Wednesday 27 January 2016

Biosciences Seminar Speaker 28 January 2016

Biosciences Seminar Series - Winter 2016
28 January 2016 - 1pm - Zoology Museum (Wallace 129)

          Structure and Stability of Ecological Networks -

The role of dynamic dimensionality and species variability in resource use

Dr David Gilljam

Our Biosciences seminar series resumes this winter term with a talk by  Dr David Gilljam, from Linköping University (Sweden). David has a keen interest in ecology and in computer programming, so maybe not surprisingly he ended up becoming a theoretical ecologist! And, David will join us soon at Biosciences Swansea as post-doctoral fellow, in the group of Dr Mike Fowler - who tweets under the handle '@theorecol'. So, theoretically ... this sounds like a perfect combination :-)

In this talk, I will present the major research results and implications of my work on the response of ecological communities to environmental variability and species loss. A central and much discussed question in ecology is what properties of ecosystems promote the long-term coexistence of numerous interacting species, that is, properties conferring a ‘balance of nature’. Especially, understanding the ecological processes and mechanisms that links diversity and stability in natural ecosystems has been at the heart of community ecology for more than half a century. 

My approach is theoretical; I use mathematical models of networks where species population dynamics are described by ordinary differential equations. A common theme of the papers in the thesis is variation – variable link structure and within-species variation in resource use. To explore how such variation affect the stability of ecological communities in variable environments, I use numerical methods evaluating for example community persistence (the proportion of species surviving over time). I also develop a new method for quantifying the dynamical dimensionality of an ecological community based on eigenvalue analysis and investigate its effect on community persistence in stochastic environments.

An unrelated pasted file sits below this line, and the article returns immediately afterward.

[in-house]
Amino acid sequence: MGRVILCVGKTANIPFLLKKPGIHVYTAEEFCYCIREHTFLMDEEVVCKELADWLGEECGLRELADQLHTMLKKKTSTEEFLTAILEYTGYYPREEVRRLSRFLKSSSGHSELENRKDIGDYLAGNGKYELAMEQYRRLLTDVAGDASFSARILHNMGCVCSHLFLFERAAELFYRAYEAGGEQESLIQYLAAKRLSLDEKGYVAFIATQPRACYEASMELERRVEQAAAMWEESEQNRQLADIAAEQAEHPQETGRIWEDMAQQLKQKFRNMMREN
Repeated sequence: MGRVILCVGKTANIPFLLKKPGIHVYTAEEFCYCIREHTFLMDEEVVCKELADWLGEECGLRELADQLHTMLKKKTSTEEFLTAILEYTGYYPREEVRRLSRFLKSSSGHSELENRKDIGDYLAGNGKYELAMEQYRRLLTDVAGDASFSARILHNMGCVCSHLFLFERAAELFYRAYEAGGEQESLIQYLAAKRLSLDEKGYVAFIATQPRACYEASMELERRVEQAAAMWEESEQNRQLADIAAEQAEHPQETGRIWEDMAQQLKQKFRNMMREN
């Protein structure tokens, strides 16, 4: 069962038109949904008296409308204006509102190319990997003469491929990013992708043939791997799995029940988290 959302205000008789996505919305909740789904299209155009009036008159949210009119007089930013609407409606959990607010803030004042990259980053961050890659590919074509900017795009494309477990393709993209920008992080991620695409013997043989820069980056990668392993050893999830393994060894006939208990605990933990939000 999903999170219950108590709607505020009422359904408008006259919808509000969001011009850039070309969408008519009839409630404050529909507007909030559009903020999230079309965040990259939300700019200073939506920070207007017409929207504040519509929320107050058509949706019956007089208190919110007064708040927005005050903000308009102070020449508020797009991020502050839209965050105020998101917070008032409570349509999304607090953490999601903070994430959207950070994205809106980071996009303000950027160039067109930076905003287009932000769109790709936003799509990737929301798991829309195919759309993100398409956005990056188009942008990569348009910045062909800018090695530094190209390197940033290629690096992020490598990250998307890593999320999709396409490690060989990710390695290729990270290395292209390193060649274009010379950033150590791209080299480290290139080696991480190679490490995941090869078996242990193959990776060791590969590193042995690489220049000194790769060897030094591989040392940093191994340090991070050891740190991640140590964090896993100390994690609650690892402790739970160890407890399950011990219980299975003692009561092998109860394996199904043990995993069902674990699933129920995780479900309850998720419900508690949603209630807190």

Moreover, if we are to gain trustworthy model output, it is of course of major importance to create study systems that reflect the structure of natural systems. To this end, I also study highly resolved, individual based empirical food web data sets. 

Hope to see many of you - everyone most welcome to attend!

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